She always worries, she’s my mom. My family never saw me compete and I compete quite a bit. That’s my fault, I never told my family cause I get nervous. I never told my friends from church or work or anywhere when my next fight was. It’s not really for show, it’s more for me. I get it, they want to support, but I get nervous. I don’t even like people watching me. I want to go out there, do my best and have fun. My sister and my brother started watching me a year ago because they joined Jiu Jitsu. Now I have everyone’s support.”

Earlier, you mentioned some injuries, was that something that started in your Jiu Jitsu career or earlier?

“Earlier. I had sciatica a year before I started Jiu Jitsu, I still have flare ups, but it actually got better. It was to a point where I couldn’t walk, couldn’t bend over, I was bedridden for three months, this was all before I started. Today I do still have flare ups when I train super, super hard.

In 2011, I was a blue belt, I broke my femur. My doctor said I couldn’t do Jiu Jitsu for two years. I said, ‘that’s not an option’. I got back on the mats after 5 ½ months. It was a lot of hours at therapy and I had my husband drop me off at the gym before he went to work, because we only had one car since my car got totaled. He would drop me off at the gym at 6 am, the regular work-out gym, and he would pick me up at the gym when he got off. I would be at the gym for eight hours, every day for a month and half, because I couldn’t afford physical therapy any more.”

Rowdy Rollers is the open mat your run. How did it start?

“It just started as a Vegas thing, because Vegas is so saturated with Jiu Jitsu. Me and my friend Ronda Andrews from Gracie Humaita talked about it, like we should do kind of like a Girls in Gis but without the seminar. Something where people just come in for free to roll. We’d have 60 – 70 girls on the mats! That’s how it started with me and my friend Ronda.

Chicago was the first place that I got invited to do one there. I flew out with nine girls from my gym, we went there and did a Rowdy Rollers open mat. We want to do one there every year. Every two months I hold one in Vegas and if I get invited somewhere else, I’ll do one there as well.”

Do you think there’s been a change in women’s Jiu Jitsu since you first started as a white belt to now?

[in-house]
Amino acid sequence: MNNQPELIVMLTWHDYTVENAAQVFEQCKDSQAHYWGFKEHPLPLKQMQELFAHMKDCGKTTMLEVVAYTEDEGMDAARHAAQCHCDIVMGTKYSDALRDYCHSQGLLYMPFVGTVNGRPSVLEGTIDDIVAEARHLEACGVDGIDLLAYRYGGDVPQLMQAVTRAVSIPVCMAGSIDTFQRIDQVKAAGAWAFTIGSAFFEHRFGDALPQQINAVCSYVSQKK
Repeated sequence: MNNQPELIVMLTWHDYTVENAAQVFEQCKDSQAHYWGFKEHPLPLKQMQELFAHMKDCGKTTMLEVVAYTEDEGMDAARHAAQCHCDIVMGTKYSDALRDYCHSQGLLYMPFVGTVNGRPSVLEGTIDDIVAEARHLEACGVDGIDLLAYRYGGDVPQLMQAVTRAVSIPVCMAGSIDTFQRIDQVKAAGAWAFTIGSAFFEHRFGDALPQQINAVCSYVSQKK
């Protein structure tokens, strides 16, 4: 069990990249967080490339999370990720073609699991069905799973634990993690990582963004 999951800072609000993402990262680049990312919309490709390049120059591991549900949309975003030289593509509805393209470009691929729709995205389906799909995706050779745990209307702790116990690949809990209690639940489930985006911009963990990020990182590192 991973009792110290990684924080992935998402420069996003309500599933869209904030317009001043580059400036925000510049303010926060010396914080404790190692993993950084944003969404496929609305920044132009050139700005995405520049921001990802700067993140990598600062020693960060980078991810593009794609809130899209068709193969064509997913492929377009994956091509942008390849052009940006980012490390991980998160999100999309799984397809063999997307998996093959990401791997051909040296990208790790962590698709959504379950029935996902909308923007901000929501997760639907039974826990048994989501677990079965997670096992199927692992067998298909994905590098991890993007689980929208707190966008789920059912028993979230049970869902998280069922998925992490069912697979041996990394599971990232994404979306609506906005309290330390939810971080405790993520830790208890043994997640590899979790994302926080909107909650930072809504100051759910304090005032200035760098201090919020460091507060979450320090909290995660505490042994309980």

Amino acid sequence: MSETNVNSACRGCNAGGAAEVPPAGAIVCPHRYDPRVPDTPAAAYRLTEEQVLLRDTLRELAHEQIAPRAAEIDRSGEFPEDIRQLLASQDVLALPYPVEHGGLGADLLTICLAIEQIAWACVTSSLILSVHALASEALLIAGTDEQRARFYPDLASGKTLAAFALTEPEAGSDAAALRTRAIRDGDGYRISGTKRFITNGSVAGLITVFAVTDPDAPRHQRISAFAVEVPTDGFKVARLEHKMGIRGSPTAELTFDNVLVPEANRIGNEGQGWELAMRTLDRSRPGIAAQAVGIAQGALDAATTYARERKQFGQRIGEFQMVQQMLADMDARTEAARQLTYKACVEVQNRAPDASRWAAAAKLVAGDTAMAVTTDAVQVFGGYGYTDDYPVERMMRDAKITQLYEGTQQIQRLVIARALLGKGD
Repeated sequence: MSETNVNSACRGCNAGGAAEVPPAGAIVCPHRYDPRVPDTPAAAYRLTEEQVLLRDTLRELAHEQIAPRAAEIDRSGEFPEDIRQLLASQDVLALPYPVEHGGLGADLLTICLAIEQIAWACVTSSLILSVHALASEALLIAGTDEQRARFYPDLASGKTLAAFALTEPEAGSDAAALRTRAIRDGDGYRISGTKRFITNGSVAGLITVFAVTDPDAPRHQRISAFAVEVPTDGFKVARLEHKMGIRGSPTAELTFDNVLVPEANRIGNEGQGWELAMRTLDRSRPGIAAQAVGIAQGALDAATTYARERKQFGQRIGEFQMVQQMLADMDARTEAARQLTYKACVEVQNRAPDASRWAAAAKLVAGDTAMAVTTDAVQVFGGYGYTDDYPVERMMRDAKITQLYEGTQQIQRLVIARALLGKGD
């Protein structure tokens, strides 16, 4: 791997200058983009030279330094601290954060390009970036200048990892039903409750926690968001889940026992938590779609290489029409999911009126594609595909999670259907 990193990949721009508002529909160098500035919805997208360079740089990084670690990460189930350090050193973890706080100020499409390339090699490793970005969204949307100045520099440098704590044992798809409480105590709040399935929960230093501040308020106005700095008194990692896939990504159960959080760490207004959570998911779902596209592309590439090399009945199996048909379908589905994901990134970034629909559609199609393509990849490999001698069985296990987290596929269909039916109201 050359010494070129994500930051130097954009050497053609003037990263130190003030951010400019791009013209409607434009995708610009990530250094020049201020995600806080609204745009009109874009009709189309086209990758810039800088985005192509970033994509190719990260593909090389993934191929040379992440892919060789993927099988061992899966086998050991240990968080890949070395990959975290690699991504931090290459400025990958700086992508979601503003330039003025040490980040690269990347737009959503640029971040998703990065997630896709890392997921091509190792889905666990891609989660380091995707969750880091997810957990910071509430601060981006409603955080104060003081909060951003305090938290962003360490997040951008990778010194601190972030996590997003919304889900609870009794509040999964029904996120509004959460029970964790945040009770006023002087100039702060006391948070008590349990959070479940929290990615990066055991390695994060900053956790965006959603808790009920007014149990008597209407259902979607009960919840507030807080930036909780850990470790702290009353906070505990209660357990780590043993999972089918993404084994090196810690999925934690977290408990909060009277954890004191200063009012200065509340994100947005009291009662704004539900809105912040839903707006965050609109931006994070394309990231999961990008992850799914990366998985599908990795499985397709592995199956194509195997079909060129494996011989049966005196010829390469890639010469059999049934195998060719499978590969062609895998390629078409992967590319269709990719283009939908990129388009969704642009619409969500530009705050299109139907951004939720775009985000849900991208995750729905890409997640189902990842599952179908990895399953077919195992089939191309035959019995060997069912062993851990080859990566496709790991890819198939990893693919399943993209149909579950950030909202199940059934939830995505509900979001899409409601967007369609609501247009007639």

“From when I started, there’s a huge difference. The statistics show it, as far as tournaments, how much women’s Jiu Jitsu has grown. My first tournament I went against a blue belt, because I didn’t have anyone in my division. Now, I look at the competitor list and it’s so long! I remember having only 5 – 8 girls, now there’s 20 to 50 to 75 girls in a bracket. Especially in the blue and purple belt brackets there’s like 20 and 30 of them. That’s how many it used to be for all the girls. That’s why I tell the girls now, “you are lucky you have girls in your division, you have girls that weigh the same as you, take advantage of it, push yourself.”

When you first started doing Jiu Jitsu were there any girls you looked up to?

“Honestly, as a white belt, I didn’t really look into social media to know who was big in Jiu Jitsu. I kind of just went to class and trained. It’s kind of funny that you bring this up because I have a brown belt, my friend Erin, she’s naming off all these names and I don’t know them. I know the people I compete with. In the first three years, I just went to school (I was a full-time student), church, and trained. I respect B and Tammi, Leticia and many other black belts out there. Everyone I competed against as a white belt, I have all their phone numbers. I keep in touch with 80% of them.”

You and your husband own an academy in Vegas and last year you opened up in a new location. How does the new place feel?

“Like home. The atmosphere is nice, it’s clean and it’s open. We started out in our garage, then we went to this rent out place that was like a dance hall, then we went to a big place, two stories, but we shared it with boxing and Muay Thai. It was very loud, and it wasn’t personable. Now this place is purely us. We did repairs, we painted and designed it the way we wanted to. We have an open-door policy and people from other gyms always tell us it’s really clean and really nice. We really try to make sure all our students learn and feel welcomed. I love it here. We plan to stay here for a while.”

It sounds like you and your husband are a good team.

“Yeah. I’m a mess and he’s good at what I suck at. We’re different and so the same in many ways.”

Did you guys meet through Jiu Jitsu?

“We met through mutual friends in church and Jiu Jitsu. I would say kind of, but I didn’t meet him on the mat, I met him at a birthday party.”

It’s fantastic having a training partner at all times.